Boasting over 17km of totally linked runs and some all-new hi-tech lifts to boot, remains the home of the largest single ski centre in all of Poland. It’s set just to the north of the precipitous rises of the High Tatras and the so-called ‘Winter Capital’ of Zakopane, within easy reach of both Krakow and Katowice.
Skiing in Bialka Tatrzanska
Strictly speaking, Bialka Tatrzanska is comprised of three individual resorts: Kotelnica; small and beginner-friendly Bania, and Kaniowka just to the south (all accessible on the same ski pass and due to be completely interlinked by 2016).
Together, this triumvirate of ski fields brings a fantastic range of well-groomed pistes, going from flat and easy green runs through to lengthy blues and short, challenging reds. More generally speaking, the resort is best suited for novice to intermediate skiers, while experts may find themselves pining for something a little more daring before the day is through.
Complete beginners here enjoy access to arguably one of the best places to learn to ski in all of Eastern Europe, with countless private ski schools based all around; in Zakopane, Krakow and Białka Tatrzańska itself. What’s more, given the gradual graduation from small green to long and shallow blue runs that’s afforded by the lift set-up, this one is simply great for confidence building!
There is a single cross-country track on offer at the top of the Kotelnica end of the resort for Nordic skiers, while off-piste is distinctly lacking. In an effort to make up for that, there is a rather good terrain park on offer here, complete with a series of pipes and rails and a dedicated drag lift – usually open by the second month of the season.
Białka Tatrzańska’s season typically runs from just before Christmas to the end of April, with piste closures occurring anytime between March 31st and April 30th. Elevation is a modest 910 metres, which makes the fantastically reliable snow-making system now installed here all the more important. The entire resort is floodlit by night and in-the-dark skiing runs throughout the high season until 10pm.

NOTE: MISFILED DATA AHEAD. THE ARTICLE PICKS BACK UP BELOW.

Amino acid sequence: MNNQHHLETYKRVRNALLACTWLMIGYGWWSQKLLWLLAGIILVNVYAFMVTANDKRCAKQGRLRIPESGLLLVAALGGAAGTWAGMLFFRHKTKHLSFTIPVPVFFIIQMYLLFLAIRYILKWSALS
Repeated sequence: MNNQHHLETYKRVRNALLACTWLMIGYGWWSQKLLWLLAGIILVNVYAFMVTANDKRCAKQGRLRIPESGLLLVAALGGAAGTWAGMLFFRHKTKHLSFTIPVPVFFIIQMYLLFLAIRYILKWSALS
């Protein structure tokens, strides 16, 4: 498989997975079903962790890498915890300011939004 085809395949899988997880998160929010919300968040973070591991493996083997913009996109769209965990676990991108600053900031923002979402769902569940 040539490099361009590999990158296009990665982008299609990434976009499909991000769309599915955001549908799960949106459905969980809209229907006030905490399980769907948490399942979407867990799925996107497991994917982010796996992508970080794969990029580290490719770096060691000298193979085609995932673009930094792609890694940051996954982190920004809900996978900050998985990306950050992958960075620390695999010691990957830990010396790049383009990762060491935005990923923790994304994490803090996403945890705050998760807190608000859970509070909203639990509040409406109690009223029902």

Unquestionably the most coveted accommodation option in Kotelnica Białczańska (the official name of the resort) is Hotel Bania: a charming new-build which boasts ski-in, ski-out rooms, balconies overlooking the main blue runs of the resort, a four-star rating and its own adjoining thermal spa facility (fantastic if you don’t fancy donning your salopettes and hitting the slopes!).
For something a little more affordable, consider bedding down some streets away from the resort’s entrance, where oodles of small hotels and guest houses sit between the lanes of pretty Bialka Tatrzanska village. Of these, Pensjonat Toporow is certainly worth a mention for its inordinately excellent pool (if somewhat dated restaurant and rooms), while friendly Willa Nad Białką has some great deals on bed and breakfast stays.
Like in most all of Poland’s southern mountain resorts, it’s the gorale (highland) cuisine that dominates. That means oodles of pierogi dumplings packed with creamy cheese and topped with deep-fried onions, boiling pots of zurek (a sour broth made with boiled eggs and sausage), the ubiquitous blood-red borscht and platter upon platter of a certain smoked sheep’s cheese called oscypek.
The town of Białka Tatrzanska offers a range of restaurants and eateries, going from the ad hoc hole-in-the-wall kebaby to the fully-fledged Polish diner. For some of the best cuisine in town, head for timber-clad Litworowy Staw, a hearty, homely place which oozes smoky fragrances and a family-friendly vibe right throughout the season. The restaurant at the Hotel Carlina is also a great choice and also comes done out in classic Polish highland styles.
Closer to the resort itself and on the mountain, visitors will find a smattering of canteens and cafés, all serving up the usual Polish staples alongside zapiekanki pizza breads, chips, hot chocolates and—of course—frothy Slavic beer. There’s also a great little joint beside the Hotel Bania with its own roaring log fire.
Après wise there’s really not much to Kotelnica Bialczanska aside from a smattering of small and family-friendly Polish karczmas (traditional mountain restaurants) and a few pubs that close early at the base of the mountain. In fact, Bialka Tatrzanska is little more than a village strewn out along the main road heading south towards Slovakia, meaning anyone seeking hedonism after riding the runs would do well to bed down and party in nearby Zakopane, while some will even head back to Krakow, where the nightlife is nothing short of legendary.